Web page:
There is no getting around the fact that you will have to face discomfort. Are you willing to say “fuck it”, and let your inner strength scream primally? In letting this go, you sacrifice short-term discomfort for long-term and lasting positive change, happiness, and growth. This is not merely about kicking a habit, it is one part of a revolution of self. A reclaiming of agency. Of the you that you desperately want and need back in your life. It’s a revolt against that which stands in the way of you loving you. Are you willing to dig deeper than you’ve gone before? You’re going to have to summon that thing within you that allows you to win a street-fight you’ve consistently lost. Do you know that thing? What is that thing? Put your finger on it. Hold it. Cultivate it, and embrace this phase of growth with the most profound patience, determination, and focus you’ve ever attempted. The pain will be intense, but it will not kill you.
Let’s be real, you use marijuana to numb yourself. So, you’ll need to educate yourself about dissociation. Like 70% of Americans, myself included, you may have some trauma or painful events that occurred in your past, which have gone unacknowledged and untreated. My traumas began when I was a small child into my adolescence, and continued with my two deployments to Iraq. You can read more about my experiences on this blog. Here’s a brief snapshot of dissociation from the book, The Body Keeps the Score:
The overwhelming experience is split off and fragmented, so that the emotions, sounds, images, thoughts, and physical sensations related to the trauma take on a life of their own. The sensory fragments of memory intrude into the present, where they are literally relived. As long as the trauma is not resolved, the stress hormones that the body secretes to protect itself keep circulating, and the defensive movements and emotional responses keep getting replayed.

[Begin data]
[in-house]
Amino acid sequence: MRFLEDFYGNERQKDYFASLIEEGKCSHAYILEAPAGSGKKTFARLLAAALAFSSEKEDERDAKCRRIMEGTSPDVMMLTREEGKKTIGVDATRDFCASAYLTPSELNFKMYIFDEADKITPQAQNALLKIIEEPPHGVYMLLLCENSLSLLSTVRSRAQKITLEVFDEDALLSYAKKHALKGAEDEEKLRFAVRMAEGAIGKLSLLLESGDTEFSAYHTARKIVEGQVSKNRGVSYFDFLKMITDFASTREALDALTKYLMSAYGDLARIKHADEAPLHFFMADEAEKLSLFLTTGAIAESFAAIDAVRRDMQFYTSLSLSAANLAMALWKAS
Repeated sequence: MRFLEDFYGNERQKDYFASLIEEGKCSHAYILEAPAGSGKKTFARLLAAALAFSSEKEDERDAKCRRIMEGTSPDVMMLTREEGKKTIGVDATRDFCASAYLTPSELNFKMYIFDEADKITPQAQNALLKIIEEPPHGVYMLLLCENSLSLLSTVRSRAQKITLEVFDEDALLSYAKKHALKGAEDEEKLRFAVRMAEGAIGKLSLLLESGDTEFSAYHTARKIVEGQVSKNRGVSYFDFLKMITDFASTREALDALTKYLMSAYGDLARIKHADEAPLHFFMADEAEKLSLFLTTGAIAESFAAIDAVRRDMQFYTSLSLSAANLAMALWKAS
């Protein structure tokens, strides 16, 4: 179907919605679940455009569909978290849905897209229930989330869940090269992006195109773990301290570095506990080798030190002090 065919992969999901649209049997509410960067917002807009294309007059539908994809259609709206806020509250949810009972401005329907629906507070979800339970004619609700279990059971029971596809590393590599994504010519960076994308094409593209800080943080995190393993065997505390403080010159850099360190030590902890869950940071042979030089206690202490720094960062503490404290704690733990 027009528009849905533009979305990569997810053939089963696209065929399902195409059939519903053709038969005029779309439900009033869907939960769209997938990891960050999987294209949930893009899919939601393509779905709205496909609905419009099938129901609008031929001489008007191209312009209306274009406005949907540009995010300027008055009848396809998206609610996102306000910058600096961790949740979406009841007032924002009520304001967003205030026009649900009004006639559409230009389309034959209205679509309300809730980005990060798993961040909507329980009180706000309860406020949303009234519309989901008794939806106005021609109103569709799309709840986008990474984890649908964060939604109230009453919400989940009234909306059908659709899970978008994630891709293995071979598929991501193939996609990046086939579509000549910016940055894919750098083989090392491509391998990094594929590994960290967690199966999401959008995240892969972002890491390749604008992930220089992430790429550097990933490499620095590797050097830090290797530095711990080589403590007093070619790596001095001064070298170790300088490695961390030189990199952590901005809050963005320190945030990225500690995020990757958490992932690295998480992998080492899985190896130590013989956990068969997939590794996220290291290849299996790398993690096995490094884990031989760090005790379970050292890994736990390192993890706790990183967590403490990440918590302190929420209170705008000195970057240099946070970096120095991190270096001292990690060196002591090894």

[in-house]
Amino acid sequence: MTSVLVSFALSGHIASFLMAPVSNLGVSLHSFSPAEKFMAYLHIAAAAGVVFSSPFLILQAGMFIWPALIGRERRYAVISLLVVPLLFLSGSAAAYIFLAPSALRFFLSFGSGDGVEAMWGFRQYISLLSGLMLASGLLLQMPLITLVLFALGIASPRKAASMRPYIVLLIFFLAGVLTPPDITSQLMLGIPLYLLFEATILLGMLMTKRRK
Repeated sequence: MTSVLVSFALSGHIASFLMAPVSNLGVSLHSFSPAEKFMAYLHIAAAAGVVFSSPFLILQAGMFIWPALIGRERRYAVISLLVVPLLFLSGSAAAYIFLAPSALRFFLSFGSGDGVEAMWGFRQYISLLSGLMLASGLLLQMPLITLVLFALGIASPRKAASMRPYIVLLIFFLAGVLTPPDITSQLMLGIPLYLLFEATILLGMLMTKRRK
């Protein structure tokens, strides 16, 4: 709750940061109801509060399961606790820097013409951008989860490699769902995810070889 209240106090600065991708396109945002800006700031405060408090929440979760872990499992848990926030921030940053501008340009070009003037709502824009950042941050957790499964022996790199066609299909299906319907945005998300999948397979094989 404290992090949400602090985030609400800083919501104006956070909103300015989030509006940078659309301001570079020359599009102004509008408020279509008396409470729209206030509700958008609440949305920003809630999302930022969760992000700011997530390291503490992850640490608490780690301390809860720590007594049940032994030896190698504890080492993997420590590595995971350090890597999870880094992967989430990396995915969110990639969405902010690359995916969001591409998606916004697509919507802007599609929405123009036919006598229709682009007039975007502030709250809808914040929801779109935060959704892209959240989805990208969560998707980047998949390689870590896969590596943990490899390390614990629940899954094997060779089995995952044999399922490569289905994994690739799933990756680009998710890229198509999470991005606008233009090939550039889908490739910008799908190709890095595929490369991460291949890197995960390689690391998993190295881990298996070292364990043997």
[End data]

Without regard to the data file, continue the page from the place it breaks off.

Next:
Dissociation essentially means that we are severed from parts of ourselves, our experiences — painful yet important ones. It’s “checking out”, and in order to heal, you will need to get back in your body and start loving that part of you. That’s when things start to feel better. Instead of numb, love. This excerpt above about dissociation does us no good on its own. You must go back and actually process what happened to you on an emotional and psychological level. Otherwise, like it says, experiences will continue to replay themselves. Your numbing is a continuance of the “splitting off” you did during a past, overwhelming experience. You turn away from reality when it gets tough by consuming. Eventually, you’ll want to stop doing that, and face things head on. It will hurt, reality can be piercingly painful, yet you’ll be profoundly happier because of it. You’ll survive, you already have.
The power of talking is profound. Emotions don’t flow with nowhere to go, my therapist told me. You will likely also need to talk about the habit, specifically what gravitates you to it — preferably with a professional since friends are often unqualified. This is part of breaking the autopilot routine of using. Sparking flow into our emotional lives will help heal the wound you’re numbing with cannabis. As humans, our emotional lives were not meant to stagnate — we’re designed to live and breath and process. By maintaining our addictions, we delay the process of feeling, achieving health, and feeling joy again.
Remember, cannabis is a powerful drug that is often used for pain. If you rationalize using it by telling yourself you have pain or require it for sleep — be sincere with yourself. Are there other options available to you? Consuming marijuana when you don’t have a medical condition it warrants is not taking good care of yourself. Further, ask yourself, “is it actually helping my symptoms decrease, exacerbating them, or are they staying the same?” In either case, you have a grueling emotional journey ahead. I’m right here with you.